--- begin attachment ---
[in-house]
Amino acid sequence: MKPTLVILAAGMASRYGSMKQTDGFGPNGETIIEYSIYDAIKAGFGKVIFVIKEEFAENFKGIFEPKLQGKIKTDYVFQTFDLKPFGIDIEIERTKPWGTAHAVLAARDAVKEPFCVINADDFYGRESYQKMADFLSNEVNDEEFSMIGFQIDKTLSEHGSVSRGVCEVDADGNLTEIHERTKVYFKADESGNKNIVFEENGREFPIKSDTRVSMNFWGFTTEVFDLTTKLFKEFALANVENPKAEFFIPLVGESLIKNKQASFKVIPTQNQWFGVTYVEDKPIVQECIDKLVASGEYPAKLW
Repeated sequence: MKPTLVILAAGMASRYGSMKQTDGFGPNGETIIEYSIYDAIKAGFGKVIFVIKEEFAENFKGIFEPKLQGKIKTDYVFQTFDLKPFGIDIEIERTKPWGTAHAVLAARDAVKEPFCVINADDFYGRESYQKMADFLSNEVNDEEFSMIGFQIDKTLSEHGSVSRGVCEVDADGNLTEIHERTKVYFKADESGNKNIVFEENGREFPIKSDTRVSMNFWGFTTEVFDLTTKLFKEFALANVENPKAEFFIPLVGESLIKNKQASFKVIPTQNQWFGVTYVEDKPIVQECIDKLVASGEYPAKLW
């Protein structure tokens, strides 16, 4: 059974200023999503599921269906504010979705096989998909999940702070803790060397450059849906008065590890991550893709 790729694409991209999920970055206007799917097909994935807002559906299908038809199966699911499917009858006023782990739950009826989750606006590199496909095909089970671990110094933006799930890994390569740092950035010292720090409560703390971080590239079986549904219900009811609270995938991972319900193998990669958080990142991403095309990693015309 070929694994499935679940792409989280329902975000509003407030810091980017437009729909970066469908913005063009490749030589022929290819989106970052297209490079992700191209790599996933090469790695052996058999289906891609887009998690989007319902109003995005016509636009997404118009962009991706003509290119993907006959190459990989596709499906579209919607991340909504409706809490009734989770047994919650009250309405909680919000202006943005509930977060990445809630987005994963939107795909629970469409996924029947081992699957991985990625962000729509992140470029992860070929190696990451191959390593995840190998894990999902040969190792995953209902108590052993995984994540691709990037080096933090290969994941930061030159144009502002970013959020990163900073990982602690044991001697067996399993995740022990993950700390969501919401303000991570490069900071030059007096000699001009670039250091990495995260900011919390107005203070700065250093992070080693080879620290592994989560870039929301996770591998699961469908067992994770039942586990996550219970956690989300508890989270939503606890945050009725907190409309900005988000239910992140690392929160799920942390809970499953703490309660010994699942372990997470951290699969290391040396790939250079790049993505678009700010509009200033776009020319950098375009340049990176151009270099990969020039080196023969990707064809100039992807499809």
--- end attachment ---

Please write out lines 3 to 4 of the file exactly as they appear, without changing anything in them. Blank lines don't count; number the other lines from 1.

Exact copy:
Repeated sequence: MKPTLVILAAGMASRYGSMKQTDGFGPNGETIIEYSIYDAIKAGFGKVIFVIKEEFAENFKGIFEPKLQGKIKTDYVFQTFDLKPFGIDIEIERTKPWGTAHAVLAARDAVKEPFCVINADDFYGRESYQKMADFLSNEVNDEEFSMIGFQIDKTLSEHGSVSRGVCEVDADGNLTEIHERTKVYFKADESGNKNIVFEENGREFPIKSDTRVSMNFWGFTTEVFDLTTKLFKEFALANVENPKAEFFIPLVGESLIKNKQASFKVIPTQNQWFGVTYVEDKPIVQECIDKLVASGEYPAKLW
């Protein structure tokens, strides 16, 4: 059974200023999503599921269906504010979705096989998909999940702070803790060397450059849906008065590890991550893709 790729694409991209999920970055206007799917097909994935807002559906299908038809199966699911499917009858006023782990739950009826989750606006590199496909095909089970671990110094933006799930890994390569740092950035010292720090409560703390971080590239079986549904219900009811609270995938991972319900193998990669958080990142991403095309990693015309 070929694994499935679940792409989280329902975000509003407030810091980017437009729909970066469908913005063009490749030589022929290819989106970052297209490079992700191209790599996933090469790695052996058999289906891609887009998690989007319902109003995005016509636009997404118009962009991706003509290119993907006959190459990989596709499906579209919607991340909504409706809490009734989770047994919650009250309405909680919000202006943005509930977060990445809630987005994963939107795909629970469409996924029947081992699957991985990625962000729509992140470029992860070929190696990451191959390593995840190998894990999902040969190792995953209902108590052993995984994540691709990037080096933090290969994941930061030159144009502002970013959020990163900073990982602690044991001697067996399993995740022990993950700390969501919401303000991570490069900071030059007096000699001009670039250091990495995260900011919390107005203070700065250093992070080693080879620290592994989560870039929301996770591998699961469908067992994770039942586990996550219970956690989300508890989270939503606890945050009725907190409309900005988000239910992140690392929160799920942390809970499953703490309660010994699942372990997470951290699969290391040396790939250079790049993505678009700010509009200033776009020319950098375009340049990176151009270099990969020039080196023969990707064809100039992807499809």